I recently came across a blog post by Alicia Bayer in her blog Magical Childhood. She wrote that there is a societal pressure for parents to make sure that their kids do well in school, even at 4-years old, often through comparing it with the achievements of other people’s children. She argues that kids develop in their own pace and that
“…being the smartest or most accomplished kid in class has never had any bearing on being the happiest. We are so caught up in trying to give our children “advantages” that we’re giving them lives as multi-tasked and stressful as ours. One of the biggest advantages we can give our children is a simple, carefree childhood.” – Alicia Bayer
I admit that I do have this tendency to compare myself with other moms my age, whenever I see their status messages in Facebook that their children can speak at a younger age, or if they are doing well in school, etc. Though I am trying to calm myself every time I catch myself doing that with the notion that every child is different and will eventually develop at their own pace, so there’s no need to stress myself over it.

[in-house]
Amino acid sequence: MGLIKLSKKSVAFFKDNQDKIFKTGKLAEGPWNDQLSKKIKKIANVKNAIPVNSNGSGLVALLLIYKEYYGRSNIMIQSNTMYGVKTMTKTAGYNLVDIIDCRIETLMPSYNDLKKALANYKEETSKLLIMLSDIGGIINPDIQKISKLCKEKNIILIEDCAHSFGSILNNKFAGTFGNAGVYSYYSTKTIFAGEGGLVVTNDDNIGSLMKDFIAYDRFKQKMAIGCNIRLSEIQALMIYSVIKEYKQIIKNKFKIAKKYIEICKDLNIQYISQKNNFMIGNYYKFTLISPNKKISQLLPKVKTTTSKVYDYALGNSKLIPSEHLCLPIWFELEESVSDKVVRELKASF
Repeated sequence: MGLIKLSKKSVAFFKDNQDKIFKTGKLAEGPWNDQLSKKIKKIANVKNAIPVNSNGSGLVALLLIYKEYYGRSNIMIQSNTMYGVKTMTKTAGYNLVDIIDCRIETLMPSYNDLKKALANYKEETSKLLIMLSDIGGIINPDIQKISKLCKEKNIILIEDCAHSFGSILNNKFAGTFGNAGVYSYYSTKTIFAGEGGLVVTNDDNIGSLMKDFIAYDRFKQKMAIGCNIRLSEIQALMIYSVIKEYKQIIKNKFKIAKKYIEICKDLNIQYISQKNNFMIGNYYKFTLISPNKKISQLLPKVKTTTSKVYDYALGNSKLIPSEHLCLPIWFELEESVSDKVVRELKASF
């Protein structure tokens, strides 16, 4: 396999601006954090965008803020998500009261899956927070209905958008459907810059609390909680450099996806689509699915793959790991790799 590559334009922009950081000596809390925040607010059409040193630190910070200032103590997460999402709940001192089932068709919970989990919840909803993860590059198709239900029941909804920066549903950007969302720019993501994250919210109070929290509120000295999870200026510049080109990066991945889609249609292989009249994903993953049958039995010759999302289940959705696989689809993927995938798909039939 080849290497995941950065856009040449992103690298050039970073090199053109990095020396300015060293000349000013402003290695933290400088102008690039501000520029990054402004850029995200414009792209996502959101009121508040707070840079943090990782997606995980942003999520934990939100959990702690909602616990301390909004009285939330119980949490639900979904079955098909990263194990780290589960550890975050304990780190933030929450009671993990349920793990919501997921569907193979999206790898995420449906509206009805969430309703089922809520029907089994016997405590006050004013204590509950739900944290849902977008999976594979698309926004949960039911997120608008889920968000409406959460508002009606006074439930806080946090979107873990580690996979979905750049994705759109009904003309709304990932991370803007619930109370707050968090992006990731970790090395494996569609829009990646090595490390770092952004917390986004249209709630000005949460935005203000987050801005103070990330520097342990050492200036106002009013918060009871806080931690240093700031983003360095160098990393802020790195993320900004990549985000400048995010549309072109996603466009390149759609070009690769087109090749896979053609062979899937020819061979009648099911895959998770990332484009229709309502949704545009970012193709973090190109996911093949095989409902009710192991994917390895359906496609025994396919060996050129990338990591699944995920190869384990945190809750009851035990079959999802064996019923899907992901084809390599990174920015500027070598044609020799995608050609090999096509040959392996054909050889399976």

In a blog post for EDS 103, I also wrote that we are teaching kids to fear failure at a young age by enrolling them in special classes for math or English even before they enter formal schools. I think because parents tend to be so competitive in terms of their child’s achievements we are also sending the wrong message across that for a child to excel in life, they should get good grades and supplement their formal education with all sorts of after-school tutorial activity. I don’t think that tutorial activities are wrong, it’s just that sometimes a lot of parents tend to overdo it.
Sometimes I observed that formal and traditional schools tend to propagate such perspective as well. In some schools, students are ranked according to their grade averages, which somehow affects how students perceive themselves. If they belong to lower-ranked sections, the students are labeled as slow-learners compared to those in higher-ranked sections. While learning interventions may be necessary for “slow-learners”, such segregation and labeling could affect a student’s sense of self.
What would be good alternative? Some schools have done away with labeling sections according to numbers (e.g. students with higher grade average are in the first second, and so on). Students can be ranked heterogeneously based on other learner-centered characteristics. Alternative assessments other than grade averages should also be used. Schools and teachers can also give PTA conferences that would change parent behavior and attitudes towards grades and parenting competition.